A launch date for Kansas’ upcoming sports betting market remains uncertain. While the ideal target date for the market opening has long been the NFL season start -to kick off September 8-, officials for the Kansas Lottery said on Friday that while that remains a possibility, it isn’t a sure bet.
“It is moving. It’s moving forward, but the biggest thing for us and everyone is we want the product to be functional, secure and safe to use,” Kansas Lottery Public Information Officer Cory Thone said, according to KWCH, adding that the main goal is getting things right. “We obviously don’t want it to launch and then go down.”
The new report comes as Kansas nears some of the first deadlines set out in the law legalizing sports betting in the Sunflower State. By August 1, the Kansas Racing and Gaming Commission (KRGC) needs to have a process in place to complete background investigation on sportsbook platforms. These investigations would then start by the middle of the month.
At the same time, the Gaming Commission is also drafting regulations to oversee the market, with the regulator’s board expected to take them up next month. And then, on September 1, the Kansas Lottery is set to create the process to approve sportsbook platforms.
The Kansas Legislature passed sports betting in April
In anticipation of the launch, the four state-owned casinos have already announced partnerships with sportsbook platforms, which would finally open the door to both retail and mobile sports betting in Kansas. The casinos can partner with up to three online operators each.
“We trust them to make their decisions for their business, and I know that we have to approve it, but we trust them and trust what they’re doing, and that’s the reason that they’re there,” Thone added. “Seeing that they’re making those strides is fine because it makes it known they’re ready. Everyone is getting ready.”
Kansas’ upcoming market has attracted plenty of attention given it has become one of the latest states to authorize sports gaming, and is likely the only one to launch this fall. In addition, it may also benefit from neighbor Missouri’s failure at legalizing sports betting this year.
Among venues set to launch sports betting is Boot Hill Casino and Resort in Dodge City, which has already unveiled mobile betting partnerships with DraftKings and Bally Bet. The casino will also have a DraftKings retail sportsbook in Dodge City, and is looking to partner with a third platform. It also intends to open temporary kiosks this fall, with a full-scale sportsbook planned for later this year.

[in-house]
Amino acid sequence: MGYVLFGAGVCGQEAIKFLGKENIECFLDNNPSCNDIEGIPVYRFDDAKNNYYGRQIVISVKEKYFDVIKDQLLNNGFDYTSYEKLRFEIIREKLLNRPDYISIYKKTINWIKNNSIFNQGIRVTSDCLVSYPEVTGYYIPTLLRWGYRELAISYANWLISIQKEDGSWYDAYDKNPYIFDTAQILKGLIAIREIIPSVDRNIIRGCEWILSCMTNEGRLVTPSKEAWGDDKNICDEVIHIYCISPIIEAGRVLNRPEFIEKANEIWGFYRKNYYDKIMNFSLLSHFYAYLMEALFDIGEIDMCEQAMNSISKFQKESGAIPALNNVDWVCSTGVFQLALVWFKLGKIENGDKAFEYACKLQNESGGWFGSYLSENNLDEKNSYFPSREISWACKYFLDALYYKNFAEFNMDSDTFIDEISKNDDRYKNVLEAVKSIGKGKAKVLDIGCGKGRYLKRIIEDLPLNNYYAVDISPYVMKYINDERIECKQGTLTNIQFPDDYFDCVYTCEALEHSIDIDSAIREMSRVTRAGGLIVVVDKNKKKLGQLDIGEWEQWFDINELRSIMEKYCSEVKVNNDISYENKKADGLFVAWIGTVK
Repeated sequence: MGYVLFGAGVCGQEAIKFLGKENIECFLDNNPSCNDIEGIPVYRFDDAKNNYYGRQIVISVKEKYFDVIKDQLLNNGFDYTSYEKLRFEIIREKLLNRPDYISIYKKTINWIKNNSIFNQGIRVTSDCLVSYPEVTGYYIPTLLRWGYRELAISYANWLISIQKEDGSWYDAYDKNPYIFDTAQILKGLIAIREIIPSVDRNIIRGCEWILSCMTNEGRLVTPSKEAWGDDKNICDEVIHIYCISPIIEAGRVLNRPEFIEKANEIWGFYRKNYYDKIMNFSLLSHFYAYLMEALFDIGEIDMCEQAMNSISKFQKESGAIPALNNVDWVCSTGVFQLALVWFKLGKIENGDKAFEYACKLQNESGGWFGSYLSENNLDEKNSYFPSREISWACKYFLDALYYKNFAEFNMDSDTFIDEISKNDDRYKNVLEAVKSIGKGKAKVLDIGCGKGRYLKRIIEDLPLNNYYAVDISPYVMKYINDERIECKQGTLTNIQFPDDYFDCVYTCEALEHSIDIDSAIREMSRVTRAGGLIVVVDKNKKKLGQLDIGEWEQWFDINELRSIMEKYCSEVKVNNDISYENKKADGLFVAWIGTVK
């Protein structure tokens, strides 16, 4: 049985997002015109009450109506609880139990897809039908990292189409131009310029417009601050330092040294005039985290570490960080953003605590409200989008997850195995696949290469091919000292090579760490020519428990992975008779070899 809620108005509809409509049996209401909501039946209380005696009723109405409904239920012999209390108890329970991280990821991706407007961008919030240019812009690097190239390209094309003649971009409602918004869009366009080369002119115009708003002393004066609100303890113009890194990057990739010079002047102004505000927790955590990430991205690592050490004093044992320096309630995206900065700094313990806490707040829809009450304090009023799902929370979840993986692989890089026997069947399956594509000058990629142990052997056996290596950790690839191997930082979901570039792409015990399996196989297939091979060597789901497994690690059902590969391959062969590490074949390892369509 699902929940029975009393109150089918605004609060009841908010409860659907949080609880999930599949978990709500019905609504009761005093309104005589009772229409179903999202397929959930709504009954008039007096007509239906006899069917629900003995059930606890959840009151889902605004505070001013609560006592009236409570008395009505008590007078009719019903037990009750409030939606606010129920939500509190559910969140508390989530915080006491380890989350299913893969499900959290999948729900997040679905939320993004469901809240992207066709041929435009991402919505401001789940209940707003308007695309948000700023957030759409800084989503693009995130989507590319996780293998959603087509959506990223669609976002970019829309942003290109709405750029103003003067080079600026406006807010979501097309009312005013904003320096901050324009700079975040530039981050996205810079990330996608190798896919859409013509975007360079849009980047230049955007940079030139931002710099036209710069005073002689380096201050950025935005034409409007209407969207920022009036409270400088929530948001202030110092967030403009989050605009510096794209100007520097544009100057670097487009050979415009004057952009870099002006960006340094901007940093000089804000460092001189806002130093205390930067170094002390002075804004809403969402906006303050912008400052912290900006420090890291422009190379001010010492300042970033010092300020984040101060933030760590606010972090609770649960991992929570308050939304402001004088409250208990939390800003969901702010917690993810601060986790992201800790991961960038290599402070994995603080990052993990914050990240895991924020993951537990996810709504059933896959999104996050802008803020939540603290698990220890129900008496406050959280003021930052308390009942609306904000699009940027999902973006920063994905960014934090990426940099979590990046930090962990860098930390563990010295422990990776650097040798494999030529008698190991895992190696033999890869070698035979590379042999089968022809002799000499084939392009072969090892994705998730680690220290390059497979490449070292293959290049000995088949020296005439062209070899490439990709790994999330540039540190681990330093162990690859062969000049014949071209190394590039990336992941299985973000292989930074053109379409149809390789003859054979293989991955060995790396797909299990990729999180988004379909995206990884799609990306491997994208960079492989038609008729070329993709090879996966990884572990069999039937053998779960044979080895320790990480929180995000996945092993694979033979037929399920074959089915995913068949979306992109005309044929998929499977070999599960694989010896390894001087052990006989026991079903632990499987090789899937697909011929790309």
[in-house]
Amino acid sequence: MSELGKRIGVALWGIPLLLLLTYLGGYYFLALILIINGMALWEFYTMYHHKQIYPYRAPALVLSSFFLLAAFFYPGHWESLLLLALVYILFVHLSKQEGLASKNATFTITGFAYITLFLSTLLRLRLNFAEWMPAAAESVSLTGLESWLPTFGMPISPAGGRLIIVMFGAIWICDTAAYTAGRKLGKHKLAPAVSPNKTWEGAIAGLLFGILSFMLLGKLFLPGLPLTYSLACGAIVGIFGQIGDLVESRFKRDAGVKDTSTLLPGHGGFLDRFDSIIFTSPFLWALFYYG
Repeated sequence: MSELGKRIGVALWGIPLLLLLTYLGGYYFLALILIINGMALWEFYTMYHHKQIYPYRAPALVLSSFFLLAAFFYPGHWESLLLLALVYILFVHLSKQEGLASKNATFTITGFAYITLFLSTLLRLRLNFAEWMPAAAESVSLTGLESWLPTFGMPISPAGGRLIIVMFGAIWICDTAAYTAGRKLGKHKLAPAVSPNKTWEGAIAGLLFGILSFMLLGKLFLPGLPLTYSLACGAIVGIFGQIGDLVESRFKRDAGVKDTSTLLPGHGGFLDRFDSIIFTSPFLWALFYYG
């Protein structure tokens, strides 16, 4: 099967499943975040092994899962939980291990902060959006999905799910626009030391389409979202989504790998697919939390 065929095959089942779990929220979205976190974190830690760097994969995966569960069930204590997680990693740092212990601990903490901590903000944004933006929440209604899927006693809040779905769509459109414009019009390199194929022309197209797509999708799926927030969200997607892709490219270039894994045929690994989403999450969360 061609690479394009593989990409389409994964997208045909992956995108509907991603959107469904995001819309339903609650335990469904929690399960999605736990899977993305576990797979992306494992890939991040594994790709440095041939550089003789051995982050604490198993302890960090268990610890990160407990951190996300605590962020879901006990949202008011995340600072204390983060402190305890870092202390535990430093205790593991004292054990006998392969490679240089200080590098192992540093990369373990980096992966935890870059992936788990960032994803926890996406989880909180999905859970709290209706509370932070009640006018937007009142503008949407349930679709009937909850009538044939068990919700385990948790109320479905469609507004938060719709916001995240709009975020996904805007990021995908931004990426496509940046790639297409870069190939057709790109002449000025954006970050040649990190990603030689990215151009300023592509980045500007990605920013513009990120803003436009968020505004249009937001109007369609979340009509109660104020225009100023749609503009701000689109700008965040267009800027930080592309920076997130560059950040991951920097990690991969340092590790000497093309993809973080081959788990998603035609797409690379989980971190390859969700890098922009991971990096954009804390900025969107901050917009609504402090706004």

Hollywood Casino at the Kansas Speedway
Last week, Hollywood Casino at the Kansas Speedway announced plans to have a temporary sportsbook open in time for the NASCAR race on September 9. This plan joins other expected launches, including that of BetMGM, which aims to be ready to go live when sports betting opens, as it has access to the state through Boyd Gaming, operator of the Kansas Star Casino. FanDuel is also likely to join the state, as it also has an access partnership with Boyd.
The Kansas sports betting law took effect on July 1 and gives the state until the start of next year to fully open sports betting. The law calls for a 10% tax on each bet, with estimates of about $41 million in revenue for the state over the next five years. A total of 80% is earmarked for a Kansas Department of Commerce fund to provide incentives for pro sports teams to come to the state.
Lawmakers finally managed to pass sports gaming in the state after years of failed attempts through legislation that allows both mobile and retail betting at casinos. Gaming facilities could enter agreements with pro sports franchises to place kiosks at a team’s venue as part of a total of 50 total businesses and entities they are allowed to partner with.
Recognized Native American tribes are also able to submit a request to the Kansas Gov. and Kansas Lottery director to operate a sportsbook “under the substantially same terms and conditions” applied to the state’s four casinos. The state lottery and the Kansas Racing and Gaming Commission will share oversight of the new market.
One of the sports betting law’s most discussed features is the call for tax revenue to be used to provide incentives for pro sports teams, a move that led to speculation the state could be seeking to lure the NFL’s Kansas City Chiefs from Missouri. However, Gov. Laura Kelly dismissed that idea last month.
“Quite honestly, the amount of money that this bill would generate and put into that fund would not come close to being what you would need to be able to attract a major league team,” she admitted. However, Kansas’ legislation allows pro sports teams to partner with operators to open sportsbooks at stadiums, which could prove to be a game-changer.